Relentlessly silly in spoofing martial-arts movie conventions, "Balls of Fury" has roughly enough laughs for a first-class trailer but wheezes, gasps and finally goes flat through much of its 90 minutes.
Relentlessly silly in spoofing martial-arts movie conventions, “Balls of Fury” has roughly enough laughs for a first-class trailer but wheezes, gasps and finally goes flat through much of its 90 minutes. “Reno 911!” collaborators Robert Ben Garant (who also directed) and Thomas Lennon (who co-stars) team on the script, but aside from giving pingpong its most loving and extended cinematic exposure since “Forrest Gump,” they have served up at best a minor trifle that lacks the inventiveness to keep paddling in theaters for long, with better possibilities of rallying as a DVD.
In some respects, the movie proves most notable for its oddities. In no particular order, these include 78-year-old movie vet James Hong stealing every scene he’s in; Christopher Walken’s quirky, villainous turn in a gaudy costume that calls to mind Francis Ford Coppola’s “Dracula”; “Heroes” star Masi Oka in a blink-and-you-miss-him cameo; and Jason Scott Lee — who played Bruce Lee in “Dragon” — in an only slightly less abbreviated appearance, almost unrecognizable under a mop of unruly hair.
As for the plot, it basically careens from one movie send-up to another, after starting with the humiliation at the 1988 Olympics of young Randy Daytona (Dan Fogler, direct from Broadway’s “The 25th Annual Putnam County Spelling Bee”), dooming him to become a pathetic, pingpong-playing Reno act today.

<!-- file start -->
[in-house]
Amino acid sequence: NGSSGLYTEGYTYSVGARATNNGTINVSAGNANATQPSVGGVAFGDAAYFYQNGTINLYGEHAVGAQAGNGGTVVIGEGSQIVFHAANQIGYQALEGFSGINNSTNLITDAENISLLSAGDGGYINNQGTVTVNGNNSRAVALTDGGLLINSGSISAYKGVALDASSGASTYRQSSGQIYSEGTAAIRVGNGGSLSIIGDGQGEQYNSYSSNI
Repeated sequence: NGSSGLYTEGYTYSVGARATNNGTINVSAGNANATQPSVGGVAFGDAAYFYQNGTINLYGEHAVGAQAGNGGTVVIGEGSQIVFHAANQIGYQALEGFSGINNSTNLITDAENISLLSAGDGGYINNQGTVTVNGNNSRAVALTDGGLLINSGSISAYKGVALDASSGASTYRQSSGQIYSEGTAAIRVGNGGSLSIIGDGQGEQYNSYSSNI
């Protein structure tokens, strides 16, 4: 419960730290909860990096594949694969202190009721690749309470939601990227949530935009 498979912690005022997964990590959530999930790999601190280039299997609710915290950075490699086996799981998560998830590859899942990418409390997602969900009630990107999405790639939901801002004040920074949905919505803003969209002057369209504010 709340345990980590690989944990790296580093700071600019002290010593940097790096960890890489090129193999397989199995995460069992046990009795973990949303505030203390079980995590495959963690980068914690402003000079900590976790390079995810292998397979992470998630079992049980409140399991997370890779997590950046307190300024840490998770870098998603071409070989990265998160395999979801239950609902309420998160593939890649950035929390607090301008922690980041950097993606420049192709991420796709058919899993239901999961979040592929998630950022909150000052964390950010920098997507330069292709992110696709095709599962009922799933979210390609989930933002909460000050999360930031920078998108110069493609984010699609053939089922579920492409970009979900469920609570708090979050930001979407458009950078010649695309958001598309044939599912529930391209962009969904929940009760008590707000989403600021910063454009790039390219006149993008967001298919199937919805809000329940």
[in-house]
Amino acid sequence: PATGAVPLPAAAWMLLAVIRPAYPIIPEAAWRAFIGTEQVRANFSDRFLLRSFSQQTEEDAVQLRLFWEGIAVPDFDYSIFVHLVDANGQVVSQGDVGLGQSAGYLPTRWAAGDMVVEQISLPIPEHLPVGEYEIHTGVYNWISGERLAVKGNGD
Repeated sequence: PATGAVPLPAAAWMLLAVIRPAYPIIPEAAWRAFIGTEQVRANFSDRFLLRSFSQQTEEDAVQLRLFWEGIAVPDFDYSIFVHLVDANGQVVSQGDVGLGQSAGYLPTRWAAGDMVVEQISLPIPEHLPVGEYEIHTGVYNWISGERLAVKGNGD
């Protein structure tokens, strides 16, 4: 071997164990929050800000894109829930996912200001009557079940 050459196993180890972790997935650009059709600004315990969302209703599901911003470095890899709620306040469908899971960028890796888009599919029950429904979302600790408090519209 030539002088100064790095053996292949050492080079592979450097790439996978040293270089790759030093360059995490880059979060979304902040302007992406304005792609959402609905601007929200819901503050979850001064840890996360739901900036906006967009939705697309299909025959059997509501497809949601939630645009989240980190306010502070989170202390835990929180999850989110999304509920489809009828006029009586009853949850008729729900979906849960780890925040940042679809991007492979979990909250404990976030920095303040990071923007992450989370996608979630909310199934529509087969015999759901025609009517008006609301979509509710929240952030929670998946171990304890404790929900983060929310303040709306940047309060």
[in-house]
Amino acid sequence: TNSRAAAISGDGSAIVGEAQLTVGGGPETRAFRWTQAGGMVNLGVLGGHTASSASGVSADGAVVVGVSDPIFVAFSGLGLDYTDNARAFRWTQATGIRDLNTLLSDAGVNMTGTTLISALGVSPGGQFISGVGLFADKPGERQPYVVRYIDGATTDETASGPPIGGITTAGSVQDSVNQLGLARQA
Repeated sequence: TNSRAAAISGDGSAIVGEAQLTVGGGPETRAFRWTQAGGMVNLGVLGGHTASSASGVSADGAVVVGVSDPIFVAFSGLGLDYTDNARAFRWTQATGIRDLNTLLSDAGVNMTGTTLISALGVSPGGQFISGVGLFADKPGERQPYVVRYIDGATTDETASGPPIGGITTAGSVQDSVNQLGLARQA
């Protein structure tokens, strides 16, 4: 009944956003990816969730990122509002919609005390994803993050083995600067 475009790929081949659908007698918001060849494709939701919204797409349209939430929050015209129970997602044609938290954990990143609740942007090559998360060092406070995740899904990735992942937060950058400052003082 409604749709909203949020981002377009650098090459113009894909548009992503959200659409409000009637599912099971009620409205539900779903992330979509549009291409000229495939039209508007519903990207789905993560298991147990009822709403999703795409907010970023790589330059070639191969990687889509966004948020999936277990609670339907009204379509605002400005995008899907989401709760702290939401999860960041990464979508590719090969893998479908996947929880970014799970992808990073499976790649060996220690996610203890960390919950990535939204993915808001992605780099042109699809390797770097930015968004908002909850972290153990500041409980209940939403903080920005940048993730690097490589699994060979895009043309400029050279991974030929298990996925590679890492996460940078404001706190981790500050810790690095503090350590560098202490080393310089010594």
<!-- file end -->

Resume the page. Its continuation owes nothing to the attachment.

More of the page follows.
Shades of “Enter the Dragon,” a government agent (George Lopez) approaches Randy to infiltrate a pingpong tournament thrown by the mysterious Feng (Walken), who is clearly up to no good. Ah, but Randy’s skills have atrophied, so the movie briefly switches gears to its one modestly inspired segment, a “Karate Kid” riff with Hong as Wong, Randy’s ill-tempered blind mentor, and Maggie Q as Wong’s niece and Randy’s improbable love interest.
After that, it’s off to the tournament, with Walken arriving about halfway through — right around the time all the air seeps out of the movie, fumbling from cliche to cliche without much coherence. Nor does it help that this is clearly a cut-rate production, with the husk of an old Chinese restaurant near Universal Studios conspicuously presented as Feng’s elaborate bad-guy lair.
Fogler manages a few zany moments by looking terrified and suffering a number of thudding pratfalls, but with his mangy mane and generous girth, more than anything he seems like a prime candidate to play Sam Kinison should someone make a movie about the comic’s life. Other than Hong, in fact, the cast — with Lennon as Randy’s German pingpong nemesis — is generally squandered, though Lopez does at least get to indulge in a brief “Scarface” homage.
Pic doesn’t really serve an ace until its closing credits roll, accompanied by the entire cast’s raucous, energetic rendition of Def Leppard’s “Pour Some Sugar on Me” that comes as too little, too late. Beyond that, the movie’s clever marketing slogan — “A huge comedy with tiny balls” — actually has it backward, inasmuch as it takes huge balls to make such grandiose claims about a comedy this tiny.